Acute injuries, medical conditions, and chronic use conditions are causes of knee pain. Symptoms and signs that accompany knee pain include redness, swelling, difficulty walking, and locking of the knee. To diagnose knee pain, a physician will perform a physical exam and also may order X-rays, arthrocentesis, blood tests, or a CT scan or MRI. Treatment of knee pain depends upon the cause of the pain.
Bursitis of the hip results when the fluid-filled sac (bursa) near the hip becomes inflamed due to localized soft tissue trauma or strain. Symptoms include stiffness and pain around the hip joint. If the hip bursa is not infected, hip bursitis can be treated with ice compresses, rest, and anti-inflammatory and pain medications.
Rheumatoid Arthritis (RA)
Rheumatoid arthritis (RA) is an autoimmune disease that causes chronic inflammation of the joints, the tissue around the joints, as well as other organs in the body. Early RA signs and symptoms include anemia, both sides of the body affected (symmetric), depression, fatigue, fever, joint deformity, joint pain, joint redness, joint stiffness, joint swelling, joint tenderness, joint warmth, limping, loss of joint function, loss of joint range of motion, and polyarthritis.
Foot pain may be caused by injuries (sprains, strains, bruises, and fractures), diseases (diabetes, Hansen disease, and gout), viruses, fungi, and bacteria (plantar warts and athlete's foot), or even ingrown toenails. Pain and tenderness may be accompanied by joint looseness, swelling, weakness, discoloration, and loss of function. Minor foot pain can usually be treated with rest, ice, compression, and elevation and OTC medications such as acetaminophen and ibuprofen. Severe pain should be treated by a medical professional.
Arthritis (Joint Inflammation)
Arthritis is inflammation of one or more joints. When joints are inflamed they can develop stiffness, warmth, swelling, redness and pain. There are over 100 types of arthritis, including osteoarthritis, rheumatoid arthritis, ankylosing spondylitis, psoriatic arthritis, lupus, gout, and pseudogout.
A bursa is a fluid-filled sac found in the joints that cushions them. Bursitis is an inflammation of the bursae, most commonly caused by repetitive motion. Bursitis can be caused by a bacterial infection and should be treated with antibiotics. Doctors also recommend icing and resting the joint.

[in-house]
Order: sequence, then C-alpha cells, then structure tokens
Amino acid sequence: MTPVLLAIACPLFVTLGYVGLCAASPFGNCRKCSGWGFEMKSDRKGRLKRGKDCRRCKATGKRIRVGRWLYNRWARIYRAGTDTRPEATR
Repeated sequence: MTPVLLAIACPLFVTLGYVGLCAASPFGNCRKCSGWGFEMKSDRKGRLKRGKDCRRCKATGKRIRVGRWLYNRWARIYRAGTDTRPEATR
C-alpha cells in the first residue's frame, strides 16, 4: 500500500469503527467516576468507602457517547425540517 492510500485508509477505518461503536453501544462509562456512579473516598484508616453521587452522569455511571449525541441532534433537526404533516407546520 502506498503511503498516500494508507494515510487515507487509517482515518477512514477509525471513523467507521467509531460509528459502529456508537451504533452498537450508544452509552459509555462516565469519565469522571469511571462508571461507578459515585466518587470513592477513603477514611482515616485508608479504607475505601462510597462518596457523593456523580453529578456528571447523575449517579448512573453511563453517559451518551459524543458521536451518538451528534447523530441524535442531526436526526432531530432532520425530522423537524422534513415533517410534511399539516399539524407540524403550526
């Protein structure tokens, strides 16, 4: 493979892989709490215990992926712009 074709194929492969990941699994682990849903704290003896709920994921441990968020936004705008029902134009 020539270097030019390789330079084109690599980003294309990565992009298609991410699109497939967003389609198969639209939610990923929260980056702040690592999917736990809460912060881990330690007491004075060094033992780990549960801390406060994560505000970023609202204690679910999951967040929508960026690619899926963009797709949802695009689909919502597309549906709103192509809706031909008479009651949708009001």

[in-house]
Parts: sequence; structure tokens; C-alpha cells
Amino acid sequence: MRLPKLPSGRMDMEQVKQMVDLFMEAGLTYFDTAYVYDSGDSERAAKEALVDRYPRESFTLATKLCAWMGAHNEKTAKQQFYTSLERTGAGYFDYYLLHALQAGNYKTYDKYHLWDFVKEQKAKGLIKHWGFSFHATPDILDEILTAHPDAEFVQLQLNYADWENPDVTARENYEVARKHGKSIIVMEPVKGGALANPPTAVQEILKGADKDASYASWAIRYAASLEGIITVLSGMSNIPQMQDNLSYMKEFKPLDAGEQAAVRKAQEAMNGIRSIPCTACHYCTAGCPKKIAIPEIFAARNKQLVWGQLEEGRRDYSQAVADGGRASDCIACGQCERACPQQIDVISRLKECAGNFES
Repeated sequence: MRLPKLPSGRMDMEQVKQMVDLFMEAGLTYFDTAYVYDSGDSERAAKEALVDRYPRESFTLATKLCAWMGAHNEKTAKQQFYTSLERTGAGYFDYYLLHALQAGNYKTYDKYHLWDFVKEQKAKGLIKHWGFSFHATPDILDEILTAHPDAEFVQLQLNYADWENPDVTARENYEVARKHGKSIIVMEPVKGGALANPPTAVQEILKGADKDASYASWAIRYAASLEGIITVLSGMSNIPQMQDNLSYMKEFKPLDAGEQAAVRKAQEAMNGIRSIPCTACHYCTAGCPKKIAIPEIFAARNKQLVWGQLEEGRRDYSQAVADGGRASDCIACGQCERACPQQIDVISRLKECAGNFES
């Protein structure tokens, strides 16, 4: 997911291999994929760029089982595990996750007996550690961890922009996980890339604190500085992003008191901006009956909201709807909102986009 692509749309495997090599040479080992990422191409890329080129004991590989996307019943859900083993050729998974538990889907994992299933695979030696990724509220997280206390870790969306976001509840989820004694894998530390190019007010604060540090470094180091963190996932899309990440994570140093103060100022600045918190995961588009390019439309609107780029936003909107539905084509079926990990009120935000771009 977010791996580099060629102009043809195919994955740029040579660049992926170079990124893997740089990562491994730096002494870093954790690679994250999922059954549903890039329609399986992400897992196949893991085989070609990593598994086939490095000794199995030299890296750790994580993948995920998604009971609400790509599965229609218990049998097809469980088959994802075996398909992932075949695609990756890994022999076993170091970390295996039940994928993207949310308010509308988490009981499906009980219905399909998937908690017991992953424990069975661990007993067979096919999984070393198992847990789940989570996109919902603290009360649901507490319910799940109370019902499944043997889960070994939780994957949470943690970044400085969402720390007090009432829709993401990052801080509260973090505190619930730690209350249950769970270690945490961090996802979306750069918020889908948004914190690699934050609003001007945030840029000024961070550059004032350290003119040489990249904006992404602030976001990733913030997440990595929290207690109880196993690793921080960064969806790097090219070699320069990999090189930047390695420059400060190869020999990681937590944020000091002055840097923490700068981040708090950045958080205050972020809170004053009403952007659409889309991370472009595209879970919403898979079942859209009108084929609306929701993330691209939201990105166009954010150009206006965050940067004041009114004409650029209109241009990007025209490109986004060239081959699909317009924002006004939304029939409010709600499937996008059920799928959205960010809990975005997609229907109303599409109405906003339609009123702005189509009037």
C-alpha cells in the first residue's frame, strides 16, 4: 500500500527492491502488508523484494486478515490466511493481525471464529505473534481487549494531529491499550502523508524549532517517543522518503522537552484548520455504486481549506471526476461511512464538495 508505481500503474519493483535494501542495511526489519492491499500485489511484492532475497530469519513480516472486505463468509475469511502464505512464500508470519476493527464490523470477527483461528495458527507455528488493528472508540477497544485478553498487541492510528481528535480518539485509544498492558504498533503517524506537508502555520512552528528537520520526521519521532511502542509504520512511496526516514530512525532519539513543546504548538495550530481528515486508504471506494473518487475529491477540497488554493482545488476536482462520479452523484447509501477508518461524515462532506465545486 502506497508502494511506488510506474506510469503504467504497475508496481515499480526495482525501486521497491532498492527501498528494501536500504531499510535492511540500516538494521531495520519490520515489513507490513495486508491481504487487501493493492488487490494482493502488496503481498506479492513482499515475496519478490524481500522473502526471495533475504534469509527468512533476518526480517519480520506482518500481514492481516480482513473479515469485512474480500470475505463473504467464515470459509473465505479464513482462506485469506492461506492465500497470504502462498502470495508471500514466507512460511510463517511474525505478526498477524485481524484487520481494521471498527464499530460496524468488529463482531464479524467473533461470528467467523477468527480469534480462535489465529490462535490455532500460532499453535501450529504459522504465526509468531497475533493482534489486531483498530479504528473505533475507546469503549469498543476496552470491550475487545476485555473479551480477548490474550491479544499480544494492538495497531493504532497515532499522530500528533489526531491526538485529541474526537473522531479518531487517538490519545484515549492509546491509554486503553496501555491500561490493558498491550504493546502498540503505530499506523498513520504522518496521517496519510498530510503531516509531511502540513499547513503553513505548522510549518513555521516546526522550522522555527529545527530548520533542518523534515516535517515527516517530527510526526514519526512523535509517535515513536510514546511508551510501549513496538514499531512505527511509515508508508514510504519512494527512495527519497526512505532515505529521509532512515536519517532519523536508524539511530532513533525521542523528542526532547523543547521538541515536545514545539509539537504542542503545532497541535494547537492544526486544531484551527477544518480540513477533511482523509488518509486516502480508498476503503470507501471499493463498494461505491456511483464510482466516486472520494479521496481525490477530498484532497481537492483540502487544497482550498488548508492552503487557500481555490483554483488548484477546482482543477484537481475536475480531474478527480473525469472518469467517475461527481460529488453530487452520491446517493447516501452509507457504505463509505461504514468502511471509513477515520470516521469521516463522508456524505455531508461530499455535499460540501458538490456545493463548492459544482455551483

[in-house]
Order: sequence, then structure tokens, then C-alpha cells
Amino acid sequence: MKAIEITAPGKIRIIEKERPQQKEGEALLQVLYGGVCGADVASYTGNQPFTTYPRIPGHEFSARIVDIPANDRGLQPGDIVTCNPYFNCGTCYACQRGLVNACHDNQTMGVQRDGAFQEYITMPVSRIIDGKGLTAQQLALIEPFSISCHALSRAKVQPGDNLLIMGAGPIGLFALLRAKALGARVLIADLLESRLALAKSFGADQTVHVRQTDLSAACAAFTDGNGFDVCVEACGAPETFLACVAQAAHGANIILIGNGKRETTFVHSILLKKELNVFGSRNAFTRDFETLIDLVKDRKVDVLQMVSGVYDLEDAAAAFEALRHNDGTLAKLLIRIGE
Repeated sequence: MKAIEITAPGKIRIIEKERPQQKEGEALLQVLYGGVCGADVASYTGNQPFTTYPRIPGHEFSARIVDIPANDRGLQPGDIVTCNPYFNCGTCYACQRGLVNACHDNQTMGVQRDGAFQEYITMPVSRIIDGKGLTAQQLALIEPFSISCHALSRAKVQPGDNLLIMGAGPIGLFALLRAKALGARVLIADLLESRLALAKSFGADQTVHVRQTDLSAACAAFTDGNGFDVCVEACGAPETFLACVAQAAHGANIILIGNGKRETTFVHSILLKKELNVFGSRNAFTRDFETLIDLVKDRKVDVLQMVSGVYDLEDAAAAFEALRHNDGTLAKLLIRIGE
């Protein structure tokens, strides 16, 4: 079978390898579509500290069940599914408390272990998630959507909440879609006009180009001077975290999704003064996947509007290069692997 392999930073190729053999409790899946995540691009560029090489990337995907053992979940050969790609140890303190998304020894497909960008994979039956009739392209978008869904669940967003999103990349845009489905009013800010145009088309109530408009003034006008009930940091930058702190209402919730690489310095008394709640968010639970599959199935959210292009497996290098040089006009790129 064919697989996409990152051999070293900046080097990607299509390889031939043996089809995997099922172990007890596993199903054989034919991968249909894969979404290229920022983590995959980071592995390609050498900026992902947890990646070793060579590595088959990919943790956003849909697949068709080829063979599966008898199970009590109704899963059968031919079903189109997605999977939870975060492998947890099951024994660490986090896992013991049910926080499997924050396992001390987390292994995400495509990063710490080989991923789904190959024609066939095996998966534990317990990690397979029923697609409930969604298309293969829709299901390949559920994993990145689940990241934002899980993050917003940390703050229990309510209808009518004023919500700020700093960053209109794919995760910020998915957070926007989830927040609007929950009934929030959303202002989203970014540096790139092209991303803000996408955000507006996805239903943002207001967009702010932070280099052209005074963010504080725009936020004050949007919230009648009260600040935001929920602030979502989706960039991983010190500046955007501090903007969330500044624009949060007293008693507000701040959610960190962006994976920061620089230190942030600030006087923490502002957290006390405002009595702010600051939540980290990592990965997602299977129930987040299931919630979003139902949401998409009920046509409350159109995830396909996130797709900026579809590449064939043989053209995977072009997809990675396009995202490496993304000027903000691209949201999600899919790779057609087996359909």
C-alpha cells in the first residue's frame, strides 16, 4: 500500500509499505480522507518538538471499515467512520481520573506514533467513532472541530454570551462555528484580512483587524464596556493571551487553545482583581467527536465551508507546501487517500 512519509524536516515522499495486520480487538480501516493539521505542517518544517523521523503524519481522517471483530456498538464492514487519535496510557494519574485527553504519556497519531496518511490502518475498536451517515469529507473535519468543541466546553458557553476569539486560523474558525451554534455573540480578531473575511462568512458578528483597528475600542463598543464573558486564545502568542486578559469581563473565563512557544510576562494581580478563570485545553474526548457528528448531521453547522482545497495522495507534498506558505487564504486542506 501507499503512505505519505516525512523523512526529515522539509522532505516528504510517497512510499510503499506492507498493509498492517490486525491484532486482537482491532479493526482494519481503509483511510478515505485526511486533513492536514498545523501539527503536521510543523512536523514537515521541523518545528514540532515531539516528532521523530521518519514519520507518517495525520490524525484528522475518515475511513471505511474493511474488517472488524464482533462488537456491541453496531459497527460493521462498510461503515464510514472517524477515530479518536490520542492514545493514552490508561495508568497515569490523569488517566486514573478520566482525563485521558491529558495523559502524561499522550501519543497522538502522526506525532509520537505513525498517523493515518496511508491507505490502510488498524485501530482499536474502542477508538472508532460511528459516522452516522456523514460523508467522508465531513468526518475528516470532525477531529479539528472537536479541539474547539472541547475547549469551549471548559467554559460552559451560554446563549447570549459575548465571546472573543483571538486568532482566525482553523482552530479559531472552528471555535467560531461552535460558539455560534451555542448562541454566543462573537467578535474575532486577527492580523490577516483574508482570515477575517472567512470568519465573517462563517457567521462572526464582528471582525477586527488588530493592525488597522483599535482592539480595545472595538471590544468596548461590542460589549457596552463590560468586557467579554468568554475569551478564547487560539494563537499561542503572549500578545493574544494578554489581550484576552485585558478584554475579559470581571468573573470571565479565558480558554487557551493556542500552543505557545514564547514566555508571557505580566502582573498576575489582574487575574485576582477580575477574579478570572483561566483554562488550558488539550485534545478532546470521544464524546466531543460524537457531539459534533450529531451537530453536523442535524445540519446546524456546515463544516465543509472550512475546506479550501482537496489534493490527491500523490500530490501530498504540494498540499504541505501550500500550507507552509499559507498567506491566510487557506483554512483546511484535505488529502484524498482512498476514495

Osteoarthritis is a type of arthritis caused by inflammation, breakdown, and eventual loss of cartilage in the joints. Also known as degenerative arthritis, osteoarthritis can be caused by aging, heredity, and injury from trauma or disease.
Bursitis of the knee results when any of the three fluid-filled sacs (bursae) become inflamed due to injury or strain. Symptoms and signs include pain, swelling, warmth, tenderness, and redness. Treatment of knee bursitis depends on whether infection is involved. If the knee bursa is not infected, knee bursitis may be treated with ice compresses, rest, and anti-inflammatory and pain medications.
Ankle Pain (Tendonitis)
Ankle pain is commonly due to a sprain or tendinitis. The severity of ankle sprains ranges from mild (which can resolve within 24 hours) to severe (which can require surgical repair). Tendinitis of the ankle can be caused by trauma or inflammation.
Shoulder bursitis is inflammation of the shoulder bursa. Bursitis may be caused by injury, infection, or a rheumatic condition. Symptoms include pain, swelling, tenderness, and pain with movement of the shoulder joint. Treatment may involve ice compresses, rest, and anti-inflammatory medications and depends on whether there is an infection.
Nonsteroidal Anti-inflammatory Drugs and Ulcers
Nonsteroidal anti-inflammatory drugs (NSAIDs) are prescribed medications for the treatment of inflammatory conditions. Examples of NSAIDs include aspirin, ibuprofen, naproxen, and more. One common side effect of NSAIDs is peptic ulcer (ulcers of the esophagus, stomach, or duodenum). Side effects, drug interactions, warnings and precautions, and patient safety information should be reviewed prior to taking NSAIDs.
Treatment & Diagnosis
- How To Reduce Your Medication Costs
- Pharmacy Visit, How To Get The Most Out of Your Visit
- Indications for Drugs: Approved vs. Non-approved
- Drugs: Buying Prescription Drugs Online Safely
- Drugs: The Most Common Medication Errors
- Medication Disposal
- Dangers of Mixing Medications
- Generic Drugs, Are They as Good as Brand-Names?
Medications & Supplements
- Nonsteroidal Anti-inflammatory Drugs (NSAIDs)
- Drugs: Questions to Ask Your Doctor or Pharmacist about Your Drugs
- Drug Interactions
- celecoxib (Celebrex)
- naproxen (Aleve, Anaprox, Naprelan, Naprosyn)
- Aspirin vs. NSAIDs (Side Effect and Use Differences)
- choline magnesium salicylate, Trilisate
- valdecoxib, Bextra
Prevention & Wellness
Health Solutions From Our Sponsors
Report Problems to the Food and Drug Administration
You are encouraged to report negative side effects of prescription drugs to the FDA. Visit the FDA MedWatch website or call 1-800-FDA-1088.
Reference: FDA Prescribing Information